(50 mg./l., 24 hr.) (114).

Erica, heath. Summer cuttings root readily in a sandy, peaty soil (105) or
in sand-peat. Untreated cuttings of cross-leafed heath rooted 93 percent in
8 weeks when taken here in late June, less well when taken in August. Root-
ing is sometimes improved or hastened by indolebutyric acid (40 mg./l., 24
hr. or 12 mg./gm. talc) (61). July cuttings of E. darlcyensis rooted 100 per-
cent in 4 weeks with treatment, 77 percent without it (88).

Eiwnymus, spindle-tree. Softwood, summer, cuttings of evergreen species
usually root readily, more readily than those of the deciduous species (7),
and cuttings of both may be taken later and rooted in sand. Untreated cut-
tings of E. japonica which were taken here in October rooted 100 percent.
October cuttings of E. kiautschovica (125) also rooted well. Hardwood cut-
tings of winged spindle-tree which were taken here in early April and im-
mediately set in the field rooted 100 percent in 4 months whether or
not they were treated. November and March cuttings of that species and of
E. latifolia also rooted well (29). Rooting of cuttings of several species was
hastened by treatment with indolebutyric acid (16, 49, 83, 125), concentra-
tions to which there was a response being as follows : European spindle-
tree (August), 100 mg./l., 24 hr. ; E. japonica (September), 60 mg./l., 24 hr. ;
strawberry-bush, winged spindle-tree, and E. kiaiitschoznca 5 to 10 mg./l., 24
hr. ; E. Fortunei, 1 to 5 mg./gm. talc

Exochorda, pearl bush. Softwood, June or July, cuttings will root although
not very well (7,105). July cuttings of E. raccmosa rooted 40 percent in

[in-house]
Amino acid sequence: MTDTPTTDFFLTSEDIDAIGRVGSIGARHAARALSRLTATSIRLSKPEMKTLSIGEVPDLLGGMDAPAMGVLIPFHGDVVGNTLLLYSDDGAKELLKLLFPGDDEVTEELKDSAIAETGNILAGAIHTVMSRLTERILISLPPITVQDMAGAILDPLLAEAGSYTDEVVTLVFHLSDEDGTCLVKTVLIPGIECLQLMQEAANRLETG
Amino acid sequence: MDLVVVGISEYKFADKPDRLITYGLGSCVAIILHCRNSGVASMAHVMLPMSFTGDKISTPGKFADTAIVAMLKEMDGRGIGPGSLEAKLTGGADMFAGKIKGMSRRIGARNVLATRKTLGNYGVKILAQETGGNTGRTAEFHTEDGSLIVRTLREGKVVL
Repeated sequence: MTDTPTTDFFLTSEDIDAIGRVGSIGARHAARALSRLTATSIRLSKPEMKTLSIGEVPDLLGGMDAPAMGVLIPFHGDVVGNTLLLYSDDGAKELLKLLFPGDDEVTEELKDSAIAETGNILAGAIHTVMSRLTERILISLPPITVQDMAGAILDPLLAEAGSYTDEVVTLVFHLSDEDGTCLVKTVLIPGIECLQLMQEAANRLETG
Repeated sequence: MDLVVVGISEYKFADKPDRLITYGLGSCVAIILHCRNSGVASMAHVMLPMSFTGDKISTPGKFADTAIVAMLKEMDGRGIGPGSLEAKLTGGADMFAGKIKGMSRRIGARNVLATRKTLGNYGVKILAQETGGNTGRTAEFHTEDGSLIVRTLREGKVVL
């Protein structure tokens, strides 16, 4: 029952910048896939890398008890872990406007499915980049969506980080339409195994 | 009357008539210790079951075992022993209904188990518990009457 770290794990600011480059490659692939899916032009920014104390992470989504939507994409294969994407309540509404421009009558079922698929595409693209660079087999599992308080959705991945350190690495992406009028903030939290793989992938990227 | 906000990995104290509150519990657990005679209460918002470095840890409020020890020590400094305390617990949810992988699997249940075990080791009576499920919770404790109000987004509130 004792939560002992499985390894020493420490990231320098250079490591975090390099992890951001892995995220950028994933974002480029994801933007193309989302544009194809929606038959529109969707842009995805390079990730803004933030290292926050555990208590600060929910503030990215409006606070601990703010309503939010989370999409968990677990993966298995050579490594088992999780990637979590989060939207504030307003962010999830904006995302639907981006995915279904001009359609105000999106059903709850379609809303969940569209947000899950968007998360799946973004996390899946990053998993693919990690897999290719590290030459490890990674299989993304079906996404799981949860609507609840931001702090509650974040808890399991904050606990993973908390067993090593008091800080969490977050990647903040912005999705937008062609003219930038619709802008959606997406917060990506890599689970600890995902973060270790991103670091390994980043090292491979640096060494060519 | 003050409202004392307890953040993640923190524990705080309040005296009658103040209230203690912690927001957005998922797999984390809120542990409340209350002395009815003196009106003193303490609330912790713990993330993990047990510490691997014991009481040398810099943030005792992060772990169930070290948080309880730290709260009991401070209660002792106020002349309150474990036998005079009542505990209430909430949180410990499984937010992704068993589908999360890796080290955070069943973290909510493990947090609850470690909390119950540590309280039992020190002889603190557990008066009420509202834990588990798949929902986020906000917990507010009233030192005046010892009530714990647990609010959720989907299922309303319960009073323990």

sphagnum peat, not at all in sand (66).

Fagiis, beech. Cuttings do not root at all readily O'i), but European beech
has been propagated by softwood cuttings taken in early summer when
tlie last one or two leaves on the twig were beginning to develop (42, 67).



PROPAGATION OF TREES AND SHRUBS 21

Such cuttings responded to treatment witli indoleacetic acid (200 mg./l.,
24 hr.), 50 percent of them rooting in sand-peat in 2>7 days (87).

Foiitancsia Fortunei is easily propagated by softwood cuttings. Taken here
in mid-July, they rooted 100 percent in sand in 8 weeks without treat-
ment. Sandy soil may also be used (80). Late June cuttings rooted 53
percent in 3 weeks after treatment with indolebutyric acid (5 mg./l., 24
hr.), less well with greater concentrations (57).-

Forsythia, golden bell. The species are easily propagated by hardwood and
softwood cuttings. Untreated cuttings of F. ititeniicdia (14) and F. viridis-
sima (66) rooted 100 percent when taken in July; also very well, in sand, when
taken from May through September (44). Rooting of late June cuttings was
hastened by treatment with indolebutyric acid, F. suspensa responding to 50